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The 7-month-old plunge in oil prices will force Moscow to cut its budget for 2015 by 10 percent, perhaps even 15 percent, a senior Russian government official told a panel discussion at the World Economic Forum in Davos Switzerland.
Russia, the world’s largest producer of crude, traditionally has relied heavily on oil revenues to run its government, but Deputy Prime Minister Arkady Dvorkovich said Jan. 21 that it is easing that reliance by tapping its currency reserves to make up for some of the revenue shortage.
“A few years ago we decided to establish a macro framework [of financial reserves] where dependence on oil price is lower than before,” Dvorkovich said. In 2015, though, Moscow decided that the reserves also should be used to shore up the stability of Russia’s banks because “no one expected prices to go down so sharply,” he said.
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To keep from spending more money than it has, Russia plans to “reduce the budget by maybe 10 to 15 percent,” Dvorkovich said. His words elaborated on those of Russian Finance Minister Anton Siluanov, who said a week earlier that Moscow was prepared to “make decisions on optimizing expenditures.”
Oil now costs around $50 per barrel. Moscow’s preliminary budget for 2015 had been predicated on revenues from oil at $100 per barrel.
Russia also faces unexpected inflation. Deputy Economic Development Minister Alexei Vedev said Jan. 14 that inflation for the current year would reach its peak of between 15 percent and 17 percent in March or April. That’s as many as seven percentage points higher than the Russian Central Bank had forecast as recently as December 2014.
Part of that problem is the erosion in the value of Russia’s currency, the ruble. It was down 41 percent against the US dollar during 2014 as a result of the plunge in oil prices, the flight of capital from Russia and economic sanctions imposed by the European Union and the United States over Russia’s treatment of neighboring Ukraine.
In Davos, Dvorkovich said a return to stable oil prices would help restore the ruble to a more realistic value.
In fact, Dvorkovich said, Russia may find itself reducing oil production by as much as 1 million barrels per day, but he stressed that such a cut would not be made in coordination with OPEC. Instead, he said, low prices may simply make some Russian oil projects temporarily unprofitable.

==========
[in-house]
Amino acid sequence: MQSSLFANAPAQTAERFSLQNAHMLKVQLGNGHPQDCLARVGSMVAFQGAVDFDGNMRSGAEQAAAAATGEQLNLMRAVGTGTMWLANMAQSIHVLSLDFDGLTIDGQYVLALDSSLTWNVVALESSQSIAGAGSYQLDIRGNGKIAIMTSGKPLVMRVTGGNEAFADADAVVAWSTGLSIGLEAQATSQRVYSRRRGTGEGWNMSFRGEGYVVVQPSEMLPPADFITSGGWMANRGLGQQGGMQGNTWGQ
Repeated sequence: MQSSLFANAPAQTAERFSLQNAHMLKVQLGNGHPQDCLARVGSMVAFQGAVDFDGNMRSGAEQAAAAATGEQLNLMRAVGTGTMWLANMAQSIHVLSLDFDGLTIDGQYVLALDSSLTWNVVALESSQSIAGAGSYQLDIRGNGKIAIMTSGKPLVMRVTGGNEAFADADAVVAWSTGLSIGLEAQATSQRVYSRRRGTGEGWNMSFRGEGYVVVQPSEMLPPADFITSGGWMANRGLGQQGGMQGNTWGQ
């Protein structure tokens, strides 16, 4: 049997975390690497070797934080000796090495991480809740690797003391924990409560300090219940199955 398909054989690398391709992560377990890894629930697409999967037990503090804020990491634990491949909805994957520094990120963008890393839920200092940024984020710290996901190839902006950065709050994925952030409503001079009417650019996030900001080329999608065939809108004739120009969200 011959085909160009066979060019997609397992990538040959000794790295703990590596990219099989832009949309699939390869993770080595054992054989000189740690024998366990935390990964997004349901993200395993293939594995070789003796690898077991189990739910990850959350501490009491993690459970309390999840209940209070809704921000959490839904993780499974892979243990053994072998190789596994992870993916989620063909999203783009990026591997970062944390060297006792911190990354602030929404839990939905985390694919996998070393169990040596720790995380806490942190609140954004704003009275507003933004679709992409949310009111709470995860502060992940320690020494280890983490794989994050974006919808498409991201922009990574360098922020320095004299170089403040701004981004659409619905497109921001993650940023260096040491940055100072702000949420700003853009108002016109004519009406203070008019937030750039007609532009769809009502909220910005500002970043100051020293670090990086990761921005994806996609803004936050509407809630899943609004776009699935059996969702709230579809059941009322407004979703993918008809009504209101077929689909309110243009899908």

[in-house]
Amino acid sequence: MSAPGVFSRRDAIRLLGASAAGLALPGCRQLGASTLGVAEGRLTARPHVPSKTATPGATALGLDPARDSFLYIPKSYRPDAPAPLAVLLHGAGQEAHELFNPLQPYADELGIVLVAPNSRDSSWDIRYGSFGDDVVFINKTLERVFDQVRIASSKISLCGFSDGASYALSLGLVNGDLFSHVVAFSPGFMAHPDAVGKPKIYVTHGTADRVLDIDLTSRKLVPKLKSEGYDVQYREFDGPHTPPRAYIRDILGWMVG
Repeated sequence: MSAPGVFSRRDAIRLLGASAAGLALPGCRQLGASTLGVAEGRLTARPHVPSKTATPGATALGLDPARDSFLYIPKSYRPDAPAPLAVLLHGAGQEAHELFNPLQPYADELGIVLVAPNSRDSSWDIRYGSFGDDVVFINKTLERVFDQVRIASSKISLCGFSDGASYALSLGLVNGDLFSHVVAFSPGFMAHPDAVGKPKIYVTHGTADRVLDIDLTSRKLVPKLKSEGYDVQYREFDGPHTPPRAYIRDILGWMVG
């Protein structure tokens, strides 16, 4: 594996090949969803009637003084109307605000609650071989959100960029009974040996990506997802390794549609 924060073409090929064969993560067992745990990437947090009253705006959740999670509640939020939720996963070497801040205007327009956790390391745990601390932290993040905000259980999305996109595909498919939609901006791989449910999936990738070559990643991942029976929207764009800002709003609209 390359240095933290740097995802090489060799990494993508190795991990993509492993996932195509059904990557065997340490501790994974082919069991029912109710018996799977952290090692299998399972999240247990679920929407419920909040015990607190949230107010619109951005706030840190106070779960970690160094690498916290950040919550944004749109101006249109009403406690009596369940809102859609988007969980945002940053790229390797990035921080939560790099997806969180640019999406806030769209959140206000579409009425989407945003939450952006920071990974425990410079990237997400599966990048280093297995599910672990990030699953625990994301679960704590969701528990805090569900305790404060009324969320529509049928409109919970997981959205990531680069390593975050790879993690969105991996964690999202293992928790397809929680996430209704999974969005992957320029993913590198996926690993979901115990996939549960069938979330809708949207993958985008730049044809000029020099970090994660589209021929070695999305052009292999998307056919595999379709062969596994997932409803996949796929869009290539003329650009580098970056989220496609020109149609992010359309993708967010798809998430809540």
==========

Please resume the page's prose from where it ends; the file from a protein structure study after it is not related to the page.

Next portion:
Related: Russia Abandons PetroDollar By Opening Reserve Fund
Oil output in Russia averaged 10.6 million barrels per day in 2014 – a post-Soviet high – but the drop in prices and the Western sanctions have threatened this important source of government income.
“If the oil [price] stays at $50 for a long time, of course some projects will become less attractive and a small output decline may start. But we will not cut production on purpose,” Dvorkovich told Reuters on the sidelines of the forum. “We could lose at maximum a 10th of output but more likely 300,000 to 400,000 [barrels per day]. There are no grounds for a bigger decline.”
In fact, Dvorkovich confidently told Reuters that Russia could balance its budget regardless of the price of oil, which he said will probably remain low for a long time.
By Andy Tully of Oilprice.com
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Andy Tully is a veteran news reporter who is now the news editor for Oilprice.com
Why Russians never learn lessons and still build the economy on commodities. They don't need to look back at 80's in the 20th century to find out how Soviet collapsed along with low oil price. They just need to look at the 1998-1999 Russian Crisis or the recent 2008-2009 oil crash.
The head of the regime, Putin has personally experienced twice of such crash and still has not learned a lesson from it? I don't see why Russians still see him as a 'hero' . To me, all economic boom during Putin's first two terms are coincidence of oil boom cycle. And now, the Russian's GDP per capita just rolled back to the same level a decade ago which tells me that Putin's policy has done nothing to the Russia economy...
Beyond that, every oil producer in the world is hurting badly, a good example is Canada, where the currency is crashing, now at below $.80 to the dollar. Australia is feeling the same effect, Mexico even worse, and Venezuela turning into a failed state. The effects are also spreading through the U.S. frackers, where major cutbacks in drilling is occurring. Continental Oil, the major pioneer in the North Dakota Bakken, is now down some 60%.
The truth is that hardly anyone in the oil industry expect the sudden collapse of oil prices.
This only shows who is so called supporting cast to Putin.
People without any knowledge of market rules, without knowledge of history, and the worst of all ignorant people which do not study how the oil and resources economy change.
When CCCP did collapsed we had exactly same situation, oil prices did fall down and Soviet Union did fall apart.
I am amused how stupid are the ministers in Russia .
Putin is not so smart as well by choosing low quality advisers instead of world class managers.
Another socialistic experiment fell apart